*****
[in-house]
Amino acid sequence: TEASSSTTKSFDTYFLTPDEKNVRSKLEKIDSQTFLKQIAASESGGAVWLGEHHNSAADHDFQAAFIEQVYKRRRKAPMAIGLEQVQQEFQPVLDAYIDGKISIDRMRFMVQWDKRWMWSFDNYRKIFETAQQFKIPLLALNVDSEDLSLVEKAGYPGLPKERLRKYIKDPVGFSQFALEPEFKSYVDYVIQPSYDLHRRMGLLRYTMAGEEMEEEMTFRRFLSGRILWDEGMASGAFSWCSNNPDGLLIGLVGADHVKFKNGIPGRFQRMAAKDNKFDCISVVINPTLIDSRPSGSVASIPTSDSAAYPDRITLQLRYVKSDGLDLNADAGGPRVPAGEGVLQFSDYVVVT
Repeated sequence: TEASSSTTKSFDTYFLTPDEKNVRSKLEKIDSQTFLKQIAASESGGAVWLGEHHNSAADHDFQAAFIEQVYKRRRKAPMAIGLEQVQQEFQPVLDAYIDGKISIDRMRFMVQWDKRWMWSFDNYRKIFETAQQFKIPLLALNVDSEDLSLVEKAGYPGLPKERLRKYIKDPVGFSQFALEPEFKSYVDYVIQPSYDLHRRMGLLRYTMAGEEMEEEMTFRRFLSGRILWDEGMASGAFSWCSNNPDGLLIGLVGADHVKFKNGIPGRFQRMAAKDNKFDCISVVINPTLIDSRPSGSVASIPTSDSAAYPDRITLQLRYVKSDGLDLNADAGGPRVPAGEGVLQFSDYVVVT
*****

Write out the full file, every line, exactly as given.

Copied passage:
[in-house]
Amino acid sequence: TEASSSTTKSFDTYFLTPDEKNVRSKLEKIDSQTFLKQIAASESGGAVWLGEHHNSAADHDFQAAFIEQVYKRRRKAPMAIGLEQVQQEFQPVLDAYIDGKISIDRMRFMVQWDKRWMWSFDNYRKIFETAQQFKIPLLALNVDSEDLSLVEKAGYPGLPKERLRKYIKDPVGFSQFALEPEFKSYVDYVIQPSYDLHRRMGLLRYTMAGEEMEEEMTFRRFLSGRILWDEGMASGAFSWCSNNPDGLLIGLVGADHVKFKNGIPGRFQRMAAKDNKFDCISVVINPTLIDSRPSGSVASIPTSDSAAYPDRITLQLRYVKSDGLDLNADAGGPRVPAGEGVLQFSDYVVVT
Repeated sequence: TEASSSTTKSFDTYFLTPDEKNVRSKLEKIDSQTFLKQIAASESGGAVWLGEHHNSAADHDFQAAFIEQVYKRRRKAPMAIGLEQVQQEFQPVLDAYIDGKISIDRMRFMVQWDKRWMWSFDNYRKIFETAQQFKIPLLALNVDSEDLSLVEKAGYPGLPKERLRKYIKDPVGFSQFALEPEFKSYVDYVIQPSYDLHRRMGLLRYTMAGEEMEEEMTFRRFLSGRILWDEGMASGAFSWCSNNPDGLLIGLVGADHVKFKNGIPGRFQRMAAKDNKFDCISVVINPTLIDSRPSGSVASIPTSDSAAYPDRITLQLRYVKSDGLDLNADAGGPRVPAGEGVLQFSDYVVVT